We all know what the digital divide is – it’s when one place or demographic has broadband when those nearby do not. The term was originally coined after DSL and cable modems came to urban areas while rural America was left with dial-up access.
Over the years the definition is still the same but the circumstances have changed. For example, there still are some millions of households in the country stuck with dial-up or satellite broadband. But most of the digital divide today is an urban / rural divide where the telecom companies have invested in much newer and faster technology in urban areas and have ignored rural areas. Metropolitan areas all over the country now have at least some 100 Mbps cable modems while surrounding smaller towns often still get maybe 3 Mbps. And there is an economic digital divide within cities where some neighborhoods, particularly richer ones, get better infrastructure than poor.
But we are about to embark on the most dramatic divide of all, the gigabit divide. I spent last week in Austin and they are a good example of what I fear will be happening all over the country. There are three companies building gigabit fiber in Austin – Google, AT&T and Grande. None of them are going to build everywhere. For instance, Google will only build to a ‘fiberhood’ where enough people in an area pre-sign with Google. And the other two carriers are going to do something similar and carve out their parts of the market.
This is great for those who get fiber. They will end up with the fastest fiber connections in the world, and hopefully over time that will make a big difference in their lives. But my concern is that not everybody in Austin is going to get fiber. To see how this works we only have to look at Verizon FiOS. For years Verizon built to the neighborhoods with the lowest construction costs. That meant, for example, that they would favor an older community with aerial cable that could be over-lashed over a newer community where everything was buried and construction costs were high.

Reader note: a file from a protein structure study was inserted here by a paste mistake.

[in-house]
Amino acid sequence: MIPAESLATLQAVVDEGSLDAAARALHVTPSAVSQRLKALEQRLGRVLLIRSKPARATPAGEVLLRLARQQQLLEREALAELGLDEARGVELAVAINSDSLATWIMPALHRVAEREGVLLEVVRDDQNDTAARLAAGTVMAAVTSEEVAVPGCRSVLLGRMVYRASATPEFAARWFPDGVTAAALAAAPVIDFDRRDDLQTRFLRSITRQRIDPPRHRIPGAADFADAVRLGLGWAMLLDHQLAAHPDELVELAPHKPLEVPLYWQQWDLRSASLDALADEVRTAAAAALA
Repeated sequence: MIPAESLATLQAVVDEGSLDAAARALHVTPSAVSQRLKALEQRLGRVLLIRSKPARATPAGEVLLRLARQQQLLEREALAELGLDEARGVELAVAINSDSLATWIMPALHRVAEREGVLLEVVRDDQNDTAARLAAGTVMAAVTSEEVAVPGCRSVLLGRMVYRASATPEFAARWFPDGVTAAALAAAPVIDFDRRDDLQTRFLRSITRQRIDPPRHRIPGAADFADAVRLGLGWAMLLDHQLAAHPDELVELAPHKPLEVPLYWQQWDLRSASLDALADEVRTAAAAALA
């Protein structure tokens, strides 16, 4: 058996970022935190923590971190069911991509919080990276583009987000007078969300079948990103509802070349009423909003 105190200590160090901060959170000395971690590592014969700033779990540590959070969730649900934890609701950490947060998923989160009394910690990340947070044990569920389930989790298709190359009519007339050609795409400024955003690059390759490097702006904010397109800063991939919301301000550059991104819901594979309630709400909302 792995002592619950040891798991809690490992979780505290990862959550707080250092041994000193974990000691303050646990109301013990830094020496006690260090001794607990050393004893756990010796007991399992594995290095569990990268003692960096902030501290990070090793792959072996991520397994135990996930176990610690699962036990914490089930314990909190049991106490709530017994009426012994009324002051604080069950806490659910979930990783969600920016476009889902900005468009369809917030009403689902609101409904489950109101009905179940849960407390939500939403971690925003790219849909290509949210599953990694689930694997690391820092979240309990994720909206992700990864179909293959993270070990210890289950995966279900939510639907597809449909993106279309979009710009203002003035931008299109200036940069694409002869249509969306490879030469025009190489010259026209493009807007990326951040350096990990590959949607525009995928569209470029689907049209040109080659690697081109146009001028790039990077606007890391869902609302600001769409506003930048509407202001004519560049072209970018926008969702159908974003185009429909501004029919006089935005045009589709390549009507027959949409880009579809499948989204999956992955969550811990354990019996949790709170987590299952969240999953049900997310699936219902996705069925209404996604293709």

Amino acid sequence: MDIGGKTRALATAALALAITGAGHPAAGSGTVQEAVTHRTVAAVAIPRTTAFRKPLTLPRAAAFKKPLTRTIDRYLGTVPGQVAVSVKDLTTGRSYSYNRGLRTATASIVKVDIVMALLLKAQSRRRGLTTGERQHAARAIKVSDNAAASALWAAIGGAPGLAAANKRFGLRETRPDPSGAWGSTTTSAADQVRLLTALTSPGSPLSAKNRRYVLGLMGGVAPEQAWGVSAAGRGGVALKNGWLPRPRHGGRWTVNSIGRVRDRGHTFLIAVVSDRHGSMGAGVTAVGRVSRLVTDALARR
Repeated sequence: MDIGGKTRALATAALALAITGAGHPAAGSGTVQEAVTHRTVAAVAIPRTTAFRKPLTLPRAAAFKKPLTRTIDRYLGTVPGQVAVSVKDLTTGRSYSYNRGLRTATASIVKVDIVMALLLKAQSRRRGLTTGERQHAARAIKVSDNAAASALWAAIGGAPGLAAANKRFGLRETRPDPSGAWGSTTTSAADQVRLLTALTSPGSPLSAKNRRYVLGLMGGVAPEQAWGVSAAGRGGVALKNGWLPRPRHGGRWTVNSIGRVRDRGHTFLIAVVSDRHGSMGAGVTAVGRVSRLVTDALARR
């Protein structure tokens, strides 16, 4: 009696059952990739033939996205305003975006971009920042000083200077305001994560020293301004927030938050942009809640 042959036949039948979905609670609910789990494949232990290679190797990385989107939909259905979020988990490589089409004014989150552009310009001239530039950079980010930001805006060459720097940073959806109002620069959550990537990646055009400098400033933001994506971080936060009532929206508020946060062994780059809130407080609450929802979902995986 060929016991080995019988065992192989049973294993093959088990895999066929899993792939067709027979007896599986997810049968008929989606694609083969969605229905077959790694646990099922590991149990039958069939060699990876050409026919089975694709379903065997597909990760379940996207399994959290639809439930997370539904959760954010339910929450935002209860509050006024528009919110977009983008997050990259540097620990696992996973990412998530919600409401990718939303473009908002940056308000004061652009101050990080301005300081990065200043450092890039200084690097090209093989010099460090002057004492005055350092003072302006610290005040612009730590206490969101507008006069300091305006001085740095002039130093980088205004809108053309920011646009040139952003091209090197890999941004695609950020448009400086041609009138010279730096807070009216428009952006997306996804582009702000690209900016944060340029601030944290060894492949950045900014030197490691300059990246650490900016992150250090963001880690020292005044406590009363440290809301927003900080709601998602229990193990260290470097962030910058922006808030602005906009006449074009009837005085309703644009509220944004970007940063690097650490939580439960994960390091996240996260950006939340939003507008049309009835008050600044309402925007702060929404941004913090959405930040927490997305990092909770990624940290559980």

You find a real hodge-podge when you look closely at FiOS – it will be on one street and not the next, in one neighborhood and not the adjoining one. And Austin is going to be the same way. These three carriers are not going to all overbuild the same neighborhoods because in a competitive 3-way overbuild none of them will make money. Instead it is likely that Austin will get balkanized and chopped up into little fiberhoods for each of the three carriers.
But what about those that don’t get any fiber? There will likely be significant parts of the City where nobody builds. Those houses are going to be on the wrong side of the gigabit divide. Since most of the world is on the wrong side of the gigabit divide that doesn’t sound so bad. But think what it means. Who is going to buy a house in the future Austin that doesn’t have gigabit fiber? This is going to create a permanent and very tangible division of fiber haves and have-nots.
Cities used to protect their citizens against this sort of thing and that is why cable franchises were awarded locally so that a City could make sure that everybody got served. But cities are embarrassingly falling over themselves for Google to the detriment of many of their own citizens. They are going to take care of the richer neighborhoods at the expense of the poorer ones. This is not what cities are supposed to do since they represent all of their citizens. We have had processes in place for years to make sure that telecom companies don’t bully and divide our communities, and now City Hall is in front of the line inviting them to do so.
I say shame on Austin if they wake up five years from now and find that 20% or 30% of their City doesn’t have fiber and is being left far behind. The houses and businesses in those neighborhoods will have lost value and will probably be the seeds of the slums of the future. When we look back twenty years from now I think we’ll see that this short-sighted policy to bow to Google cost the City more money than it gained.